It’s All in the Genes: Pathogenic Variants Prevalence in Pancreatic Cancer

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Holly Magliochetti

Genetics Institute of America

Genetics Institute of America (GIA) is a national laboratory dedicated to heightening the awareness of early intervention and genetic screening to promote the longevity and quality of life outcomes.  


It’s All in the Genes:

Prevalence of Pathogenic Variants in Pancreatic Cancer Patients

Pancreatic Cancer
How prevalent are germline variants in pancreatic cancer and how do they affect your patient’s overall survival?
February 16, 2022

DELRAY BEACH, FL – Pancreatic cancer (PC) has one of the worst overall survival rates compared to other cancer types.1 With approximately 58,000 new cases diagnosed in the United States in 2020, the 5-year survival rate is lower than 10%.

A new study from researchers at Mayo Clinic, published by the American College of Gastroenterology, showed that 1 in 6 patients with pancreatic cancer have a germline pathogenic variant (PGV) that could affect their treatment plan and overall survival.2 Data from this multi-center study suggests that, “overall, 68% of PGV carriers had mutations in homologous recombination repair (HRR) genes, including BRCA1, BRCA2, PALB2, ATM, CHEK2, NBN, and RAD51C.”2 This is of high interest, because new targeted therapies for HRR PGV carriers, like PARP inhibitors and the use of platinum-based therapies, have shown promising positive results. Researchers from this study noticed a better trend in overall survival in PGV carriers, when compared to non-carriers.2 They attribute this improved trend to increased response to specific therapies used during the patient’s course of treatment.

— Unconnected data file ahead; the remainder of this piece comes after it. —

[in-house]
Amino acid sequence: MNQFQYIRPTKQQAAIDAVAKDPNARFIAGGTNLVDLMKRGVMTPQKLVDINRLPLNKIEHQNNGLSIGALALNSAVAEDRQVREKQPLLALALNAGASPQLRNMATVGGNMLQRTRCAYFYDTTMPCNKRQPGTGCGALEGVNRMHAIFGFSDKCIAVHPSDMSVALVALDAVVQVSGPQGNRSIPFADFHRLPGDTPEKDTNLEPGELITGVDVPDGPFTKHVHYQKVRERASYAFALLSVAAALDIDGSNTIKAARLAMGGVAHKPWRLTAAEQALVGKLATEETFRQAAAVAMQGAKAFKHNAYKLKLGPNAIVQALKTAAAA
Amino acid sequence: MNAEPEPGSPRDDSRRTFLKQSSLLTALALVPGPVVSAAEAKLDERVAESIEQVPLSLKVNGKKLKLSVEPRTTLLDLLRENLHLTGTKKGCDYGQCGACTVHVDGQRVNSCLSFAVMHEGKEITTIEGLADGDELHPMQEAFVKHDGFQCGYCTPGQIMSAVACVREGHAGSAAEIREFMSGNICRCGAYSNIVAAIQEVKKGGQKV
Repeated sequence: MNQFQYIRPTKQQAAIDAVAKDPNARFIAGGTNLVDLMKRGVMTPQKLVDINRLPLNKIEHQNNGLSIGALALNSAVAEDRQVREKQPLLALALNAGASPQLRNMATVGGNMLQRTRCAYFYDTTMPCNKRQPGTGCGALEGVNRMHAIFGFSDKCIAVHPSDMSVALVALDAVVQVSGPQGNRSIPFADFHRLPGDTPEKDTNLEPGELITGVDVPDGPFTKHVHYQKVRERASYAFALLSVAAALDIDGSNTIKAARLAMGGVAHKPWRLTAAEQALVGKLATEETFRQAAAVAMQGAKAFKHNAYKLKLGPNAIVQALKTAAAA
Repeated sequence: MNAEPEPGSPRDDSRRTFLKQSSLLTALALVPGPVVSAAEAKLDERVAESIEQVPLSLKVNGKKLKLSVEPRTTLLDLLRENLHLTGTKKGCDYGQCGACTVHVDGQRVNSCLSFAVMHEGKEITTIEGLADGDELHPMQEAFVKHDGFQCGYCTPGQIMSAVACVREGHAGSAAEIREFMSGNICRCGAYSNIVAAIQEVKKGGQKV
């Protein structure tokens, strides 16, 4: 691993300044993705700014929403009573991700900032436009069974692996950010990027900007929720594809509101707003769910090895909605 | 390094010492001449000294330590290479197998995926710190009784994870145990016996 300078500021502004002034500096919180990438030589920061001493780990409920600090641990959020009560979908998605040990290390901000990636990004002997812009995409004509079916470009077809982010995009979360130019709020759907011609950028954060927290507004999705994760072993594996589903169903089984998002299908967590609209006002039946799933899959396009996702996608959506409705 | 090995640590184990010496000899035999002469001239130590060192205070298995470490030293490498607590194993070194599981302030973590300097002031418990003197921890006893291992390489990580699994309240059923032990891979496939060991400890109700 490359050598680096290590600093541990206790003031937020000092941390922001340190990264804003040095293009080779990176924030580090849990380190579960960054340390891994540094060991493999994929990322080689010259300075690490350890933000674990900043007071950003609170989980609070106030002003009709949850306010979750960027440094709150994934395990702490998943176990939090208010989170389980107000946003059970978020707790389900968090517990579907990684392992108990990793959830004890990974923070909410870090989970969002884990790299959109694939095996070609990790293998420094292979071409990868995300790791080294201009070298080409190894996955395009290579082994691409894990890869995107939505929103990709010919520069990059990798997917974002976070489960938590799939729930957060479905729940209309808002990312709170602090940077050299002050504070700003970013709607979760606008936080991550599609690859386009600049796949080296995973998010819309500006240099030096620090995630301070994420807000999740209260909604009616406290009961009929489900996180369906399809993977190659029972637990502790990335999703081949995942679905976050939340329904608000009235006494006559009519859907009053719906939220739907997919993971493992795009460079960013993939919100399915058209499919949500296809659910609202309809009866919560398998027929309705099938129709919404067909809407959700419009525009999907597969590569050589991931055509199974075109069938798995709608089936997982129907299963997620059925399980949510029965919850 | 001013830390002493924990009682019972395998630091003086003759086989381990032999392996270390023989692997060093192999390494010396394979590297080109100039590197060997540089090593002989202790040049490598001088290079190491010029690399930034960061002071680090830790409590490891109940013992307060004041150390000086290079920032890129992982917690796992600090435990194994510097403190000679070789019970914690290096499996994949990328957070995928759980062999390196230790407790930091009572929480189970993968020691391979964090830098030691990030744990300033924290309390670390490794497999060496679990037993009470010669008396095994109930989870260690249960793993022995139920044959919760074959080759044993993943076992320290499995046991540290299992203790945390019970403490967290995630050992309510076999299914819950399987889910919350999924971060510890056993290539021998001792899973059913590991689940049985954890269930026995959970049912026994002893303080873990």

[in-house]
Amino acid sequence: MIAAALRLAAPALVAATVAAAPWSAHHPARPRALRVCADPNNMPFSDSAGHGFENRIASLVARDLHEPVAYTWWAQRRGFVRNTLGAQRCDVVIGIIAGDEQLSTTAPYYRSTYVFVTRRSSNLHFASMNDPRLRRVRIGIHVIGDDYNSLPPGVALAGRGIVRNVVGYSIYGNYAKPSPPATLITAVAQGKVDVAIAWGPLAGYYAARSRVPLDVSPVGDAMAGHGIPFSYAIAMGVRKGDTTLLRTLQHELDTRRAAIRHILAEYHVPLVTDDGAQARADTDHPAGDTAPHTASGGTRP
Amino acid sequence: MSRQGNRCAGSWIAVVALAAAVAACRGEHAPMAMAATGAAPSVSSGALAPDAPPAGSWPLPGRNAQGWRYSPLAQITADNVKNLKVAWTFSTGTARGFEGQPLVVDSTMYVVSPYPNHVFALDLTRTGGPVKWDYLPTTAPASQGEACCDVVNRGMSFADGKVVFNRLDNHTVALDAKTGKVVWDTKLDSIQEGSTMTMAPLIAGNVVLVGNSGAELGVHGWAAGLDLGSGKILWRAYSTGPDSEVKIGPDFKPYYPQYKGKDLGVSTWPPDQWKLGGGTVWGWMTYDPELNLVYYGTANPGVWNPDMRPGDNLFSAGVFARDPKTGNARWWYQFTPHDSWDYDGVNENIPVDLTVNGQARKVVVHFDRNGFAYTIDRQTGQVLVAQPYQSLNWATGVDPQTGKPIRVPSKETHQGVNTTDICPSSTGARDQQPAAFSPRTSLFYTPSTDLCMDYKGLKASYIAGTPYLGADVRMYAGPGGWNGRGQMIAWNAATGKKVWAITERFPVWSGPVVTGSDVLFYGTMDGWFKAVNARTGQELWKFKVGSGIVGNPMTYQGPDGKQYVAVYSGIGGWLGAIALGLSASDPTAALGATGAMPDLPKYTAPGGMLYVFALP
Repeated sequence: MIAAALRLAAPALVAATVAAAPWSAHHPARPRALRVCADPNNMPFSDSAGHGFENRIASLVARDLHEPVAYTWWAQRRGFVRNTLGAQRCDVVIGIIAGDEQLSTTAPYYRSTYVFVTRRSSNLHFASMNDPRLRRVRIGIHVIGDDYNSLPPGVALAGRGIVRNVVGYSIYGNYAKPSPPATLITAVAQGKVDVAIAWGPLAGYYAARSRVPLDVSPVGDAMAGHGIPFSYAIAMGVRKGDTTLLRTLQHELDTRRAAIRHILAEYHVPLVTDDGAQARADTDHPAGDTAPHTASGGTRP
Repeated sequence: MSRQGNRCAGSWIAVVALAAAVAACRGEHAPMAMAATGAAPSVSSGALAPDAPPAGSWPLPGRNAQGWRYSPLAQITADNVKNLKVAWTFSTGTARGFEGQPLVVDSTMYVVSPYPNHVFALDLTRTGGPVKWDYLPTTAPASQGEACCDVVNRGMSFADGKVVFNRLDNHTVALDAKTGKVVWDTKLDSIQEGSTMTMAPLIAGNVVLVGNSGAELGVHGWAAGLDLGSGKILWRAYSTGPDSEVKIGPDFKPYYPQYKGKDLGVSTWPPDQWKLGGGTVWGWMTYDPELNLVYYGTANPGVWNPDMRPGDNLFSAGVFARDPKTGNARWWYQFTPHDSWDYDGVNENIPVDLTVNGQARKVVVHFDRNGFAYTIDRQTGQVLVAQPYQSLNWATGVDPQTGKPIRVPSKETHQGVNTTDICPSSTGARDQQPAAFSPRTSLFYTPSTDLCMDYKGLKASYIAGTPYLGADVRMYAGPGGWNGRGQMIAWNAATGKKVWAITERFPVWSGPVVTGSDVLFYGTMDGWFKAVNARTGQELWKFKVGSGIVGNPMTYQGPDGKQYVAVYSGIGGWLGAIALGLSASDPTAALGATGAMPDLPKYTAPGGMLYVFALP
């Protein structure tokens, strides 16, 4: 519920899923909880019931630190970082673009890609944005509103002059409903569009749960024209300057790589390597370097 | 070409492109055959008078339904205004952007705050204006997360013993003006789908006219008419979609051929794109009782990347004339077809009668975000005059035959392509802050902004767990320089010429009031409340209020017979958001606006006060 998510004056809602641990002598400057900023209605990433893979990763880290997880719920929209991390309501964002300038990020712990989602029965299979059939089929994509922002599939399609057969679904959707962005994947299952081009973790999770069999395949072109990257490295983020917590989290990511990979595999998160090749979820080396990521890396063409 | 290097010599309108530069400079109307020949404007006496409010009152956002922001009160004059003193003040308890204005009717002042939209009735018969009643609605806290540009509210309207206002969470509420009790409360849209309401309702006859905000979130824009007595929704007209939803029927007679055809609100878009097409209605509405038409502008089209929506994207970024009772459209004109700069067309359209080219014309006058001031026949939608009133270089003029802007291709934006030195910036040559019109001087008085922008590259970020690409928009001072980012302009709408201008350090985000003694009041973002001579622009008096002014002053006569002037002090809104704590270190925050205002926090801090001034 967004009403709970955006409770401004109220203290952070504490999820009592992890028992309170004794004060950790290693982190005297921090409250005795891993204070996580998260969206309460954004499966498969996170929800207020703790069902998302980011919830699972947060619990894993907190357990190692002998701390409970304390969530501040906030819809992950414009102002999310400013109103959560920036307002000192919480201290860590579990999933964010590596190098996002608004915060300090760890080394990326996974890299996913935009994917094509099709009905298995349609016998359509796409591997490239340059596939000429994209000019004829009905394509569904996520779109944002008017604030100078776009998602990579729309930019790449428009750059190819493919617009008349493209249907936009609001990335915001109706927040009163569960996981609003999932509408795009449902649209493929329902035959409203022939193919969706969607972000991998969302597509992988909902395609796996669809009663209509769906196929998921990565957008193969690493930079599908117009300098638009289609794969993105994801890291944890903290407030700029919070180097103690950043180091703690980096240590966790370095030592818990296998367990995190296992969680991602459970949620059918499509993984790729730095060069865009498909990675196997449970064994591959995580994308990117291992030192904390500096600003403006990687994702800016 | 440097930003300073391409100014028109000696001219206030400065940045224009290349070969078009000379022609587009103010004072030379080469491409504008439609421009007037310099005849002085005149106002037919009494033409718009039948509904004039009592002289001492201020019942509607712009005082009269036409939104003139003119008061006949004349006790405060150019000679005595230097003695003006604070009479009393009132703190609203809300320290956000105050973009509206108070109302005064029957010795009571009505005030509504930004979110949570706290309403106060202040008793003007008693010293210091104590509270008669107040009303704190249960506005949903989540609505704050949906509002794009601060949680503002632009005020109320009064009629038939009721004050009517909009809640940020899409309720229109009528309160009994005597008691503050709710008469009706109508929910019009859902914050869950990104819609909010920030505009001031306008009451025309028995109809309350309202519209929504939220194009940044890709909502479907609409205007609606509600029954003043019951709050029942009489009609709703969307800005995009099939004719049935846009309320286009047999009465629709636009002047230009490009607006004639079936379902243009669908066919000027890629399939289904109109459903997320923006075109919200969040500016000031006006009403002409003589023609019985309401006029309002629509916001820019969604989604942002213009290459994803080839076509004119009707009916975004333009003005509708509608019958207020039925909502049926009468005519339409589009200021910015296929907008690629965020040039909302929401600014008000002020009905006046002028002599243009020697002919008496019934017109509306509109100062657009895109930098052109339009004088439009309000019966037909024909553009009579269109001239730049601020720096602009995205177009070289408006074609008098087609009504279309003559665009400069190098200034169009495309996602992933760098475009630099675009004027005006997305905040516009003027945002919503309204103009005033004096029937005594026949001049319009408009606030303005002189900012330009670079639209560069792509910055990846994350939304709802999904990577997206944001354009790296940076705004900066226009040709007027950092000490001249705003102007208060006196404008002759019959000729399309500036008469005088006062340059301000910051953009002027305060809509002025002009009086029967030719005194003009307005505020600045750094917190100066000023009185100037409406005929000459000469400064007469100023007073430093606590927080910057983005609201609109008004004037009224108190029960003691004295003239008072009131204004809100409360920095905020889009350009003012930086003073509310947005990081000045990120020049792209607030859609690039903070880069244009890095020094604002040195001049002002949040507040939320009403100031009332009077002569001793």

Data analysis showed that the earlier positive PGVs are identified, the higher the average 5-year survival rate. Additionally, the early discovery survival rate increases over 50% versus positive PGVs discovered late in treatment.

The study concluded saying, “multi-gene germline testing should be offered to all patients with Pancreatic cancer (regardless of stage, family history, or age at onset) the findings of which can be used for disease prognosis, treatment selection, and familial cancer counseling.”2

  1. American Cancer Society. Cancer facts & figures 2019. Published 2019. Accessed February 11, 2022.
  2. Uson PLS Jr, Samadder NJ, Riegert-Johnson D, et al. Clinical Impact of Pathogenic Germline Variants in Pancreatic Cancer: Results From a Multicenter, Prospective, Universal Genetic Testing Study. Clin Transl Gastroenterol. 2021;12(10):e00414. Published 2021 Oct 8. doi:10.14309/ctg.0000000000000414
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